The safest bet is that the commission will produce some sort of recommendation of change for the NBA’s so-called “one and done” rule. What that recommendation entails is anyone’s guess, but it’s likely to be one of the two or three proposals (go to a version of the baseball model or do away with the rule entirely) that everyone under the sun has seemingly been clamoring for since the rule first became a reality a little over a decade ago. Some have also suggested that the committee might explore the idea of underclassmen being able to declare for the draft but retain their collegiate eligibility if they don’t wind up being selected.

While the one and done stuff is certain to capture headlines, the more interesting part of all this may be how the commission addresses issues like agents, shoe companies, and AAU basketball. These are problems that have been around for decades now, but mere acknowledgements of their collective standing as an issue have always heavily outweighed proposed solutions to the headaches. Assuming the commission alters that trend this week, the change will be a welcome one.

The issue of paying players is also likely to come up in some form. Since that issue would seem to touch not just college basketball but every sport under the NCAA’s umbrella, it’ll be interesting to see how far the commission is willing to tread. With Emmert already being an outspoken opponent of paying players, it seems unlikely any suggestion presented by the commission with regards to the issue will be revolutionary. The safer bet is that the commission will deal more with the players’ relationships with agents and the potential of them making money off their likeness through jersey sales and things of that nature. Expect to hear the “Olympic model” brought up multiple times.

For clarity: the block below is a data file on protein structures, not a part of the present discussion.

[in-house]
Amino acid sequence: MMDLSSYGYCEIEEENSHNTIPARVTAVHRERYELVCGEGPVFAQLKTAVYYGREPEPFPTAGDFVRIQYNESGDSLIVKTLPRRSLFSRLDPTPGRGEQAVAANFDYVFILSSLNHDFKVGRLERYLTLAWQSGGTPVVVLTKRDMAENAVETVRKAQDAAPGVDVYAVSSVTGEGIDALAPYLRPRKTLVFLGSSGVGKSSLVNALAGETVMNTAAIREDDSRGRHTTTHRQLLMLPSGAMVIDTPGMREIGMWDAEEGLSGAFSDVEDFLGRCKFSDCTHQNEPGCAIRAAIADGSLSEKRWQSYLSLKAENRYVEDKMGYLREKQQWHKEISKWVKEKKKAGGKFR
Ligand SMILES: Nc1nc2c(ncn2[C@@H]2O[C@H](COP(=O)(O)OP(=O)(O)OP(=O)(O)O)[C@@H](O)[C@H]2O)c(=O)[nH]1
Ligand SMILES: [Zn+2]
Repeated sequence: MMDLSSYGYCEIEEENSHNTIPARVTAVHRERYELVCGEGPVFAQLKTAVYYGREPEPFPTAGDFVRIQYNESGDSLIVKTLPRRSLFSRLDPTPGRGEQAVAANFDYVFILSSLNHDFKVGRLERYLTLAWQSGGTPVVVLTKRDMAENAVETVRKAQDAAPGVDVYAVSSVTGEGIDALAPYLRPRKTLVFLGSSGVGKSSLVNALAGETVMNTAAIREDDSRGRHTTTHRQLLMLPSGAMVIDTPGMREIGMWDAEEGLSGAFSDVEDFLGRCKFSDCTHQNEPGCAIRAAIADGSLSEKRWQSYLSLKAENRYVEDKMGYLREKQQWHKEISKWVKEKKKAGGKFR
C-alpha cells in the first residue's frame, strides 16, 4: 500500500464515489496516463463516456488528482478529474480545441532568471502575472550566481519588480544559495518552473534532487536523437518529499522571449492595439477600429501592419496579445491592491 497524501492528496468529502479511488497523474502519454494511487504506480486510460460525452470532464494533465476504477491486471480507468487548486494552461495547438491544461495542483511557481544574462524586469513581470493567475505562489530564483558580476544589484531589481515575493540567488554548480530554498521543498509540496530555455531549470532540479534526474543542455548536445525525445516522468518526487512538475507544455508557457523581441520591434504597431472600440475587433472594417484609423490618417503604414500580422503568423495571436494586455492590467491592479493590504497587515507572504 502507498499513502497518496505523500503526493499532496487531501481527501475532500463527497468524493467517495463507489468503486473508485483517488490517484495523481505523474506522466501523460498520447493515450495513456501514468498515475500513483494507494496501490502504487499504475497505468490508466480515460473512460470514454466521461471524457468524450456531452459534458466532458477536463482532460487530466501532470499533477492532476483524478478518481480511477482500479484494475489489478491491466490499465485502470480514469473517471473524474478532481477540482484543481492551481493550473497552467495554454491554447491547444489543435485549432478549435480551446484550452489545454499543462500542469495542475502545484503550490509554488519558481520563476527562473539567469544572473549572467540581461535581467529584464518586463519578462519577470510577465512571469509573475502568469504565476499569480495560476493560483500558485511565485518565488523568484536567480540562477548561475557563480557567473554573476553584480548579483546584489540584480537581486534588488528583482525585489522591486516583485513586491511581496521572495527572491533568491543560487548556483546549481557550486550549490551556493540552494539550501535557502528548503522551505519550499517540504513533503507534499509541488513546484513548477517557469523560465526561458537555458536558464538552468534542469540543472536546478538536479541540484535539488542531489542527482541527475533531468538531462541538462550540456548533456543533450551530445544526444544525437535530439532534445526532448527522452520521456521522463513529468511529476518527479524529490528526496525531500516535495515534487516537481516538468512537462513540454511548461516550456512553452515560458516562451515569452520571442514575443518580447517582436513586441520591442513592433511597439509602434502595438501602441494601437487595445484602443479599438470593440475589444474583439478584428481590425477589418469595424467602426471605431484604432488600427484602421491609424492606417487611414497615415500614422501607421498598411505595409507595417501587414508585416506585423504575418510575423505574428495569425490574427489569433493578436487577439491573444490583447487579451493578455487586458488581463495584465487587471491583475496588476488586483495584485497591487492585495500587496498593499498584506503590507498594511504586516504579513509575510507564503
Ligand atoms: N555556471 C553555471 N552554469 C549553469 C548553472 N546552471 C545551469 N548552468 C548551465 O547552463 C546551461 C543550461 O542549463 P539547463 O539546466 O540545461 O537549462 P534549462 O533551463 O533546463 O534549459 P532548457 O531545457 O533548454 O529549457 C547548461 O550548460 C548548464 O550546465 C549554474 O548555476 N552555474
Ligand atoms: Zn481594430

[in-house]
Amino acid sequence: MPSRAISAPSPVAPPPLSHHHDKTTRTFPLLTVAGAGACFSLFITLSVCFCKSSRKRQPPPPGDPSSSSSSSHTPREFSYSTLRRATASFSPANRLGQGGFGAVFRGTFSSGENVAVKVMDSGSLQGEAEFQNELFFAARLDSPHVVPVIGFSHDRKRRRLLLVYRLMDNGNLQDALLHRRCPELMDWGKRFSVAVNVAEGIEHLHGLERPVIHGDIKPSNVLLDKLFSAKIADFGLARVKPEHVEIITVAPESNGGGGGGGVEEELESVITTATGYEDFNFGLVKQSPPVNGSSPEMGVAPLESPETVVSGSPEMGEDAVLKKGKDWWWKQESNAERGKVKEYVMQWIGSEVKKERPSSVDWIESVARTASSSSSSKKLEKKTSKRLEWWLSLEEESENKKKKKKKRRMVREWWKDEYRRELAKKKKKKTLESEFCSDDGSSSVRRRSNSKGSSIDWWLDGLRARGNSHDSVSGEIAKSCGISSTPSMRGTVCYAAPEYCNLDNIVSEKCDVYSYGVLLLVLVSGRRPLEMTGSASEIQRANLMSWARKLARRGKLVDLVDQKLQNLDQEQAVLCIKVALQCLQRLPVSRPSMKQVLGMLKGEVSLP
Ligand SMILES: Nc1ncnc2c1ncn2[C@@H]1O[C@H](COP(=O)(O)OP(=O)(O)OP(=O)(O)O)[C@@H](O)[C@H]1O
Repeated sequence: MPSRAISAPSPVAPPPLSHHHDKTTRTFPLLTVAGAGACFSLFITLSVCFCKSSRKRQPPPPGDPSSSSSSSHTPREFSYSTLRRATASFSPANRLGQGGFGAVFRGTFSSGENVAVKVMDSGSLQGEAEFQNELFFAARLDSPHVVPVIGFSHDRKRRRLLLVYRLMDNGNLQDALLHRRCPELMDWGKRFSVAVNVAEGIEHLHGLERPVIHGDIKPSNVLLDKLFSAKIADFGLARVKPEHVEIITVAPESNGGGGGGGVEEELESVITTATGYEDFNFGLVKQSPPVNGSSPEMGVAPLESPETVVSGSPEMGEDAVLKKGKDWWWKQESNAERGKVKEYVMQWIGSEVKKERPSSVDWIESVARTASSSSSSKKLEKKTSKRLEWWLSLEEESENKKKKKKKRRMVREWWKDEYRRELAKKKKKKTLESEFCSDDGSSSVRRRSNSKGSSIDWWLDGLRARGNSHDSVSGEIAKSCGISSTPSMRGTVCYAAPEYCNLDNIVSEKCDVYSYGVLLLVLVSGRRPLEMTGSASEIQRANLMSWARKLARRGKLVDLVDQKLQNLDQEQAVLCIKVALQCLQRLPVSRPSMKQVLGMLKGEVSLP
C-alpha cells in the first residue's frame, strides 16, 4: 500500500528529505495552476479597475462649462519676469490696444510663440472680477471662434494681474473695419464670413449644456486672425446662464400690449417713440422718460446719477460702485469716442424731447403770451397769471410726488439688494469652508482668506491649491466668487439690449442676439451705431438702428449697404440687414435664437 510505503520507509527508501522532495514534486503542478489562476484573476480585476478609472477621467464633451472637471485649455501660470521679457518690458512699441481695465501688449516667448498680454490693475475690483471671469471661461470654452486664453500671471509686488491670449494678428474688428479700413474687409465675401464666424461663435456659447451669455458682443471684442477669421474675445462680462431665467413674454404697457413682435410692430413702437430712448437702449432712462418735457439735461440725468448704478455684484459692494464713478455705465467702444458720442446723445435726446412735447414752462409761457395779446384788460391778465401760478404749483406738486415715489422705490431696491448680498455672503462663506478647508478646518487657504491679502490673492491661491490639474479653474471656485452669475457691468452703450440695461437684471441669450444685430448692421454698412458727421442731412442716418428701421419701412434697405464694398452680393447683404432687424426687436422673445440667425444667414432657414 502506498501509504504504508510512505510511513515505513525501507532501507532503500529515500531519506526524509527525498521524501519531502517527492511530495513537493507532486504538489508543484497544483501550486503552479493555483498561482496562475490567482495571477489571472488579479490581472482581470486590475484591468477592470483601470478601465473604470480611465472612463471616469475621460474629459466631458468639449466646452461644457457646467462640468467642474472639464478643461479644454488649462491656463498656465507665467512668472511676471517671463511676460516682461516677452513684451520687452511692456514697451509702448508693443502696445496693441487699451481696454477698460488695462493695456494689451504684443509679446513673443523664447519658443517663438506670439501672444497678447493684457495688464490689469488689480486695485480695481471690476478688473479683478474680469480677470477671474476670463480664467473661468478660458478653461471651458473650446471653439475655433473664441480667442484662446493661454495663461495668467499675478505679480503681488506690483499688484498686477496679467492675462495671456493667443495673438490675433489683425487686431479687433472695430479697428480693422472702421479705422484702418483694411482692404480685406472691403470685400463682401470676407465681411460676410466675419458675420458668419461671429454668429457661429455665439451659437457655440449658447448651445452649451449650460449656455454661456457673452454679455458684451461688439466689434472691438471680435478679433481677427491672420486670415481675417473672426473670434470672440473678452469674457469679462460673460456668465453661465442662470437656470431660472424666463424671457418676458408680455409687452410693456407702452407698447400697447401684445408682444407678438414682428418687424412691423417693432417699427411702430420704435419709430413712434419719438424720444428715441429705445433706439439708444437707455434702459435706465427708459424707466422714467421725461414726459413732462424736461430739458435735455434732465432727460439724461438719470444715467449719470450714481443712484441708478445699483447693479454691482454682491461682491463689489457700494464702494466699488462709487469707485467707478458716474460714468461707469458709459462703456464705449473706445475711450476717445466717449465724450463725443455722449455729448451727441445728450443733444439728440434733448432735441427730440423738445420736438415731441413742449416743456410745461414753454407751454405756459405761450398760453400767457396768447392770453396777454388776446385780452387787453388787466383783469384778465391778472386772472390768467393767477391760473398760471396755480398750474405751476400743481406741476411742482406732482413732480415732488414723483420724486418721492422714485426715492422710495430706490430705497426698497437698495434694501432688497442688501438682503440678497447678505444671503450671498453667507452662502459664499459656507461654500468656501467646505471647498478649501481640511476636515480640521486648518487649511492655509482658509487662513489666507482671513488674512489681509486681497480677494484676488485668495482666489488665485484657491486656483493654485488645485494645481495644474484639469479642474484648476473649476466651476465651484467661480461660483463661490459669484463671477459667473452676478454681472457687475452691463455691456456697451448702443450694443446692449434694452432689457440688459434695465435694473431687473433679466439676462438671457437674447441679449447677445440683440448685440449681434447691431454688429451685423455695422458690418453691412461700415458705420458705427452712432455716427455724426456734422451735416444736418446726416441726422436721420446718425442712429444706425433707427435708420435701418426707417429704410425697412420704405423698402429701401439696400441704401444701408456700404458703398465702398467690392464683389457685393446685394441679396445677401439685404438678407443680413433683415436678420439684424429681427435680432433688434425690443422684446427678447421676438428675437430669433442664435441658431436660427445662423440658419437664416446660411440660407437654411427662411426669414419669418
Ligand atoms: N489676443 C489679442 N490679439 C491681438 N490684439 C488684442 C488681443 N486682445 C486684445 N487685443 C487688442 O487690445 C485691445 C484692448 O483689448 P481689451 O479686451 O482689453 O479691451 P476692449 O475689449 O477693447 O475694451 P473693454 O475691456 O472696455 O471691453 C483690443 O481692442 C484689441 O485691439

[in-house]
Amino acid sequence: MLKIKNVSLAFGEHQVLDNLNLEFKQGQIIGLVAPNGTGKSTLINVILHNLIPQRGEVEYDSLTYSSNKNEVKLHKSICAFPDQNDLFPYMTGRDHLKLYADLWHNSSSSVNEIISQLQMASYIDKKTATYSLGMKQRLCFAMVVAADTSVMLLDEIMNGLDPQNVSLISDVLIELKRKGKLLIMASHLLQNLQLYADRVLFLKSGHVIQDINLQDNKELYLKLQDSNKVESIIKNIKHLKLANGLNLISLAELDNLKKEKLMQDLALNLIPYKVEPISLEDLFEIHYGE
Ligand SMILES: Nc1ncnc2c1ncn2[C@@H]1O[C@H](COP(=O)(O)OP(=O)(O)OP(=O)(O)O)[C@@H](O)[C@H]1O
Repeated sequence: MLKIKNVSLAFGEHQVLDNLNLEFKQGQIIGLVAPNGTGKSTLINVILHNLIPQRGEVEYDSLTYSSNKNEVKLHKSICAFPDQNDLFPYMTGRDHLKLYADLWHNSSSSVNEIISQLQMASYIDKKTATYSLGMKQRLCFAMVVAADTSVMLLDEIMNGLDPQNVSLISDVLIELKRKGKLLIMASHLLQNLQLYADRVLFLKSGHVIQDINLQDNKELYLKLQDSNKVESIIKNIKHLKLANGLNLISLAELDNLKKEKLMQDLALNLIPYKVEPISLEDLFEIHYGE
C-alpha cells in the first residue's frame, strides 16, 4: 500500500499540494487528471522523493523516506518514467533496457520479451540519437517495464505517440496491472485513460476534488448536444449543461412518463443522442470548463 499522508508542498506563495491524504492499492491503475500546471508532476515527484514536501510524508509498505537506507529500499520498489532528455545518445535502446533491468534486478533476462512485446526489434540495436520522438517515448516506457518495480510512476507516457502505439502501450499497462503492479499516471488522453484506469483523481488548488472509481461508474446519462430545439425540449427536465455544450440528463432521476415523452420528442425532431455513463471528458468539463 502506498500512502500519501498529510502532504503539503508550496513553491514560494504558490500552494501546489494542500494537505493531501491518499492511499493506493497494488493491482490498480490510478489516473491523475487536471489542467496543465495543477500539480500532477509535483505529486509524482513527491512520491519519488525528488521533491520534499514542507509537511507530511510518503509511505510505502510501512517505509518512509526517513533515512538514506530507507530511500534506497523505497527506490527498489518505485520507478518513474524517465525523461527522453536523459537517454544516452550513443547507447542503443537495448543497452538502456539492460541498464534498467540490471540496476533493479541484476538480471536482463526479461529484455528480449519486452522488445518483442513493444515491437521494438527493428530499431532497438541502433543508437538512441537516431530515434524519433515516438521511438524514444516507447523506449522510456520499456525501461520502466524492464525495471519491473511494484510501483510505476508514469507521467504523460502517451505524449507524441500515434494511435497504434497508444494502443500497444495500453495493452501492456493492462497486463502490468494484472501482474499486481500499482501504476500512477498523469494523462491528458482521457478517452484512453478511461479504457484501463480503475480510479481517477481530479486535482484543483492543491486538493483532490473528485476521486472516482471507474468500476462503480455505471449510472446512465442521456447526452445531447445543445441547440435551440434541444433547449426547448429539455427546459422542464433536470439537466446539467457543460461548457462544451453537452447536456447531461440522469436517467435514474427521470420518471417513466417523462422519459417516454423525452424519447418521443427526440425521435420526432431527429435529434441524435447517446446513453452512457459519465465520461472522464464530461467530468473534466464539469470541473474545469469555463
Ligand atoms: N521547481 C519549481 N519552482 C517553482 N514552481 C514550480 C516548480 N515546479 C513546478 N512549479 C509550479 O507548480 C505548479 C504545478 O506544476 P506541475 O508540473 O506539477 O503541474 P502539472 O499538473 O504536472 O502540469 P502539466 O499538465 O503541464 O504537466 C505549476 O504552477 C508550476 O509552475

So is anything really going to change because of this?

Will there be changes based off the suggestions presented by the commission? Almost certainly. Will those changes be enough to alter the sport in any easily identifiable way? We’ll have to wait and see.

The commission’s suggestions aren’t going to be rubber stamped, but Emmert has stated multiple times in recent months that he had to convince every member that this wouldn’t just be window dressing.

“Just to be blunt about it, you don’t waste Condoleezza Rice’s time if you’re not serious about it,” Emmert said last Friday.

The NCAA would need the help of the NBA and its players association to collectively bargain any change to the one and done rule. Any significant overhaul to the current structure of grassroots basketball leagues or apparel companies and their relationships with NCAA institutions would also require significant assistance.

If nothing else, the commission’s suggestions seem likely to give us at least a few tweaks to a current system that most agree is in desperate need of tweaking. It also could serve as a jumping off point for a broader dialogue that results in more sweeping changes for a sport that finds itself in a position where sweeping change seems to be its only option.